Protests Erupt Against Arizona's Anti-Gay Bill as Gov. Jan Brewer Weighs Options

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Giving hope that just maybe we haven't been thrown back a century, hundreds of demonstrators gathered in Arizona Friday to protest against the state's new anti-gay legislation, which passed both chambers of the Arizona state legislature on Thursday. The controversial (cough, disgusting) bill gives businesses and government agencies the right turn away pretty much anyone, as long as doing so is “substantially motivated by a religious belief.” It has yet to be signed by Gov. Jan Brewer, and it's still not clear which side she'll come down on.

Roughly 200 protestors joined a rally organized by Wingspan, a Southern Arizona non-profit LGBT community center, and marched on the governor state office building in Tucson on Friday afternoon; another 250 demonstrators congregated around the state capitol in Phoenix, holding signs which read, "What About Love Thy Neighbor?" in order to protest SB1062.

The bill, pushed forward mainly by conservative Republicans, provides legal protection for private and public businesses that decide not to serve someone, anyone, because of their religious beliefs. Similar bills have previously flopped in Kansas and Idaho, and, only earlier this week, three more states tried — and failed — to push forward legislation that would essentially do the same thing. Arizona, though, had no issues getting the measure through, voting on Thursday to make discrimination permissible “whether or not the exercise is compulsory or central to a larger system of religious belief” — thus, unfortunately, making history.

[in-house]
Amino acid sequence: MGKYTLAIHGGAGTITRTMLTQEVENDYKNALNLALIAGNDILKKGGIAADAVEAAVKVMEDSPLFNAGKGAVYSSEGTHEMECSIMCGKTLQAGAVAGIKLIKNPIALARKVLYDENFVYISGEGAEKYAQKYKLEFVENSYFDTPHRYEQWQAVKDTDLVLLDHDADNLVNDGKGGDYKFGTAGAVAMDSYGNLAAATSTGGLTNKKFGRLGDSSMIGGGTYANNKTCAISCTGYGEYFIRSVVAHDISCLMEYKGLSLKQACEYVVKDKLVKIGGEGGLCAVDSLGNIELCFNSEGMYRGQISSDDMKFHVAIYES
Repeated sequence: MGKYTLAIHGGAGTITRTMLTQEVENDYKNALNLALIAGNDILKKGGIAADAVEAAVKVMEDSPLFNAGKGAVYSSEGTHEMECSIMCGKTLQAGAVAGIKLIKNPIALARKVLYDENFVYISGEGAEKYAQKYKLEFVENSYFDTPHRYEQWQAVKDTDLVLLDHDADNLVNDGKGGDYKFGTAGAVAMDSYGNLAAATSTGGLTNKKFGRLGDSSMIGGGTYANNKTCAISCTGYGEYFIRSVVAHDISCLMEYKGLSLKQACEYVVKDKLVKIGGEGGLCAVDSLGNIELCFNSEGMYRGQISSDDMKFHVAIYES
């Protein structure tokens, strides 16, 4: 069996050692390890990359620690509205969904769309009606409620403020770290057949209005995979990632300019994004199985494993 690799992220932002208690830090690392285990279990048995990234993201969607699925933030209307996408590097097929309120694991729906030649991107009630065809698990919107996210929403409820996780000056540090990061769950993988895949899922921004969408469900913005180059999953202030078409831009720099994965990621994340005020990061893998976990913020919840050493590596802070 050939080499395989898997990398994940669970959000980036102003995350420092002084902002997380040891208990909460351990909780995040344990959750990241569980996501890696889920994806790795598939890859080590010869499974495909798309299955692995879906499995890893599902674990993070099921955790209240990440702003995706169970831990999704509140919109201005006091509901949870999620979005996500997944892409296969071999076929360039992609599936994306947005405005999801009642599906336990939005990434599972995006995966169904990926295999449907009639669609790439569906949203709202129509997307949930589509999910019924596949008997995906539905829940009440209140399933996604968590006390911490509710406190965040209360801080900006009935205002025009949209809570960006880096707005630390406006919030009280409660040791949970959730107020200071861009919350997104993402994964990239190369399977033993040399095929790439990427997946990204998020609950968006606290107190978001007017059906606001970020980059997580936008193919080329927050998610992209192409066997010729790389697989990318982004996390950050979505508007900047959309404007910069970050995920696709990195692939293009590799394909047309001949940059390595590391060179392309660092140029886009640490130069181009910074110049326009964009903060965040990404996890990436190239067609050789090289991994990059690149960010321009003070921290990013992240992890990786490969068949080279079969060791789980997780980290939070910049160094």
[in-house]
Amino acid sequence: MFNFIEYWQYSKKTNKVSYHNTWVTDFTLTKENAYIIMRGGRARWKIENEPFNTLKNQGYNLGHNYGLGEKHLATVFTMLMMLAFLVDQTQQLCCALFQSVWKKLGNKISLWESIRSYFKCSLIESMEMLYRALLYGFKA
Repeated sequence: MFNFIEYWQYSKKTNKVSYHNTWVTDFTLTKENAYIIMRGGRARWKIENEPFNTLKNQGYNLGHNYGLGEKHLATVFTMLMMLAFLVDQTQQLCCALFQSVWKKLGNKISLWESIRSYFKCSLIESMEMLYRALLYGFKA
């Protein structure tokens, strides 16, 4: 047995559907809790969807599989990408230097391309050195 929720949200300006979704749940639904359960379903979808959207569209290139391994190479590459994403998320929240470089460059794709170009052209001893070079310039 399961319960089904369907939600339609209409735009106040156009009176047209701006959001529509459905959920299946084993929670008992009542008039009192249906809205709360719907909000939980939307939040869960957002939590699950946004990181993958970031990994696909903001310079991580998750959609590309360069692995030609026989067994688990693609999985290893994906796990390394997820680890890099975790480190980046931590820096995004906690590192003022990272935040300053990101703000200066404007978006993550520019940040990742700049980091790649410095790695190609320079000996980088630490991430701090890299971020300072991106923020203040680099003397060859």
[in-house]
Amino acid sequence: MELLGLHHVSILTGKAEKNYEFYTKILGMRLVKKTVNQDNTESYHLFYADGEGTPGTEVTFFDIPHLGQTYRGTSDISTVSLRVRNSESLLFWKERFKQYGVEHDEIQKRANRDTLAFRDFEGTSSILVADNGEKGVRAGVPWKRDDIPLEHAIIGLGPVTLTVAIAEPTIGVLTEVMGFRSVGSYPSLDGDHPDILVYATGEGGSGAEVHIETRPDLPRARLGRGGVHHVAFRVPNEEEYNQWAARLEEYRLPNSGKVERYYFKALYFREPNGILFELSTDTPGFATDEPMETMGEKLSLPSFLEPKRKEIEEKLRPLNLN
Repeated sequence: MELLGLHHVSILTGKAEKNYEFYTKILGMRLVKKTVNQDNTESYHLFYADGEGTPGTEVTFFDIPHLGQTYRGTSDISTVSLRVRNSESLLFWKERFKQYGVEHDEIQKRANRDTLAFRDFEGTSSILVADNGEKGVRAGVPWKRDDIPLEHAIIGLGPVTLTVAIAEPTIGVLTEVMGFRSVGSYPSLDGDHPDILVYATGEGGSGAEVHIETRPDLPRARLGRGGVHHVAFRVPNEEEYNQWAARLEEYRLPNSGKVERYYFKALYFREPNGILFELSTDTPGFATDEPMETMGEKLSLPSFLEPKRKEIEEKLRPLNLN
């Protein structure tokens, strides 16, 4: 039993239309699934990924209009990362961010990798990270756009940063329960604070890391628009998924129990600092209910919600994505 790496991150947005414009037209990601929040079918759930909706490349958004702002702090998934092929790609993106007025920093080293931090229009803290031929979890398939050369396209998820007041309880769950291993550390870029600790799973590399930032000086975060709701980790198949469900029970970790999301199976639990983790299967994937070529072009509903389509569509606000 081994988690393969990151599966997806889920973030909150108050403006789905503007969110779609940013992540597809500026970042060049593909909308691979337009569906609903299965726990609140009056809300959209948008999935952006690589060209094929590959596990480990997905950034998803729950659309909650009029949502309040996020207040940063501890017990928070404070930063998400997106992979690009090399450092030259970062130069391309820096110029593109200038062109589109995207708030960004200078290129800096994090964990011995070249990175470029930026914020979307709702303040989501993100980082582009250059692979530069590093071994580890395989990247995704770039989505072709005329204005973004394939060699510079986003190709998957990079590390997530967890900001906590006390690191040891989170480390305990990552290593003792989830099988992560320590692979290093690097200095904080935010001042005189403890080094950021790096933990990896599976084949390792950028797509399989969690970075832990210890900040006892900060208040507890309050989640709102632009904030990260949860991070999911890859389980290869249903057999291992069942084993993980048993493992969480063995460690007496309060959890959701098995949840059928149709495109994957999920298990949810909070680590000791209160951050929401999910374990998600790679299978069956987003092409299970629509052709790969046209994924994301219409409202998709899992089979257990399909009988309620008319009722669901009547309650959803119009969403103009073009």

Shortly after the bill passed, the ACLU released the following statement:

The measure could in fact have an even bigger impact than the ACLU's statement suggests. Although the bill would most likely disproportionately affect the LGBT community, sexual orientation isn't specified as the only permissible grounds on which to refuse service — which means that the targets of discrimination could actually be far more widespread, potentially encompassing race or even gender.

Most people on the sane side of the aisle seem to be realizing just what a big deal this bill is — even Meghan McCain, John McCain's daughter, has called on Brewer to veto the legislation.

Others are voicing their indignation over Twitter — but whether Brewer will listen, remains to be seen.